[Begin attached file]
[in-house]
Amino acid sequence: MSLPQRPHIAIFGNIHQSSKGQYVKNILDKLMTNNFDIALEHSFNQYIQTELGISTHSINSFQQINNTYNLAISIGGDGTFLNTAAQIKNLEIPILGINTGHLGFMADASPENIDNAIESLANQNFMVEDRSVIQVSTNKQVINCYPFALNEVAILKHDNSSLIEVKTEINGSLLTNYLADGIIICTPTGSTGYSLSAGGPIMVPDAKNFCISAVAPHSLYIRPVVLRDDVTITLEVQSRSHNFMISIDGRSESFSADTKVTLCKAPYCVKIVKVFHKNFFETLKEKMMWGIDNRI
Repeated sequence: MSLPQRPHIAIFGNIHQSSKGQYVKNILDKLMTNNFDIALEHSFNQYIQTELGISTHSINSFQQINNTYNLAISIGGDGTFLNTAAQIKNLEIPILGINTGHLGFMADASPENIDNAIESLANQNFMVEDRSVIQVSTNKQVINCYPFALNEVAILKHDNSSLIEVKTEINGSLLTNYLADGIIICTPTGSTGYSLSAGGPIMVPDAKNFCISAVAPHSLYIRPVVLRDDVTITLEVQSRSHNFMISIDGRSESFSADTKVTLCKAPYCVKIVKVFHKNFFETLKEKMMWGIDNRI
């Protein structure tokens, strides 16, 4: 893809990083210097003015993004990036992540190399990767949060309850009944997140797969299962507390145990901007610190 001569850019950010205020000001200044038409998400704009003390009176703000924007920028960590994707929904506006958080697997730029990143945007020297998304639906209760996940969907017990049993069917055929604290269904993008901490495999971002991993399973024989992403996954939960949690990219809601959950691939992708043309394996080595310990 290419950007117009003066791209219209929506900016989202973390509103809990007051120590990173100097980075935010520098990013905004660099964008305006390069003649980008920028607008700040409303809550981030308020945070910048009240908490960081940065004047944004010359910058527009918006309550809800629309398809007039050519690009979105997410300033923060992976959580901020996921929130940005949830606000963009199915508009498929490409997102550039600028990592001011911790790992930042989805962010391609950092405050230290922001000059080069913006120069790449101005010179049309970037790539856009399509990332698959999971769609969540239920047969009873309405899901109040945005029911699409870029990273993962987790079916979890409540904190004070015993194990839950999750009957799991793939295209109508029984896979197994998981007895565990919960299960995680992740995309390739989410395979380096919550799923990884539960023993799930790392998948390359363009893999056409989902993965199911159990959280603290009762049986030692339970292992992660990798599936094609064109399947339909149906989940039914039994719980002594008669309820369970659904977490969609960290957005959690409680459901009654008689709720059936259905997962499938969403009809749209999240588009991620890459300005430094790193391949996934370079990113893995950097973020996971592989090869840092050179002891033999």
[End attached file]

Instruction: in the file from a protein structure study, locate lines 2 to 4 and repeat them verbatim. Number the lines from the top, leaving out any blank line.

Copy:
Amino acid sequence: MSLPQRPHIAIFGNIHQSSKGQYVKNILDKLMTNNFDIALEHSFNQYIQTELGISTHSINSFQQINNTYNLAISIGGDGTFLNTAAQIKNLEIPILGINTGHLGFMADASPENIDNAIESLANQNFMVEDRSVIQVSTNKQVINCYPFALNEVAILKHDNSSLIEVKTEINGSLLTNYLADGIIICTPTGSTGYSLSAGGPIMVPDAKNFCISAVAPHSLYIRPVVLRDDVTITLEVQSRSHNFMISIDGRSESFSADTKVTLCKAPYCVKIVKVFHKNFFETLKEKMMWGIDNRI
Repeated sequence: MSLPQRPHIAIFGNIHQSSKGQYVKNILDKLMTNNFDIALEHSFNQYIQTELGISTHSINSFQQINNTYNLAISIGGDGTFLNTAAQIKNLEIPILGINTGHLGFMADASPENIDNAIESLANQNFMVEDRSVIQVSTNKQVINCYPFALNEVAILKHDNSSLIEVKTEINGSLLTNYLADGIIICTPTGSTGYSLSAGGPIMVPDAKNFCISAVAPHSLYIRPVVLRDDVTITLEVQSRSHNFMISIDGRSESFSADTKVTLCKAPYCVKIVKVFHKNFFETLKEKMMWGIDNRI
């Protein structure tokens, strides 16, 4: 893809990083210097003015993004990036992540190399990767949060309850009944997140797969299962507390145990901007610190 001569850019950010205020000001200044038409998400704009003390009176703000924007920028960590994707929904506006958080697997730029990143945007020297998304639906209760996940969907017990049993069917055929604290269904993008901490495999971002991993399973024989992403996954939960949690990219809601959950691939992708043309394996080595310990 290419950007117009003066791209219209929506900016989202973390509103809990007051120590990173100097980075935010520098990013905004660099964008305006390069003649980008920028607008700040409303809550981030308020945070910048009240908490960081940065004047944004010359910058527009918006309550809800629309398809007039050519690009979105997410300033923060992976959580901020996921929130940005949830606000963009199915508009498929490409997102550039600028990592001011911790790992930042989805962010391609950092405050230290922001000059080069913006120069790449101005010179049309970037790539856009399509990332698959999971769609969540239920047969009873309405899901109040945005029911699409870029990273993962987790079916979890409540904190004070015993194990839950999750009957799991793939295209109508029984896979197994998981007895565990919960299960995680992740995309390739989410395979380096919550799923990884539960023993799930790392998948390359363009893999056409989902993965199911159990959280603290009762049986030692339970292992992660990798599936094609064109399947339909149906989940039914039994719980002594008669309820369970659904977490969609960290957005959690409680459901009654008689709720059936259905997962499938969403009809749209999240588009991620890459300005430094790193391949996934370079990113893995950097973020996971592989090869840092050179002891033999």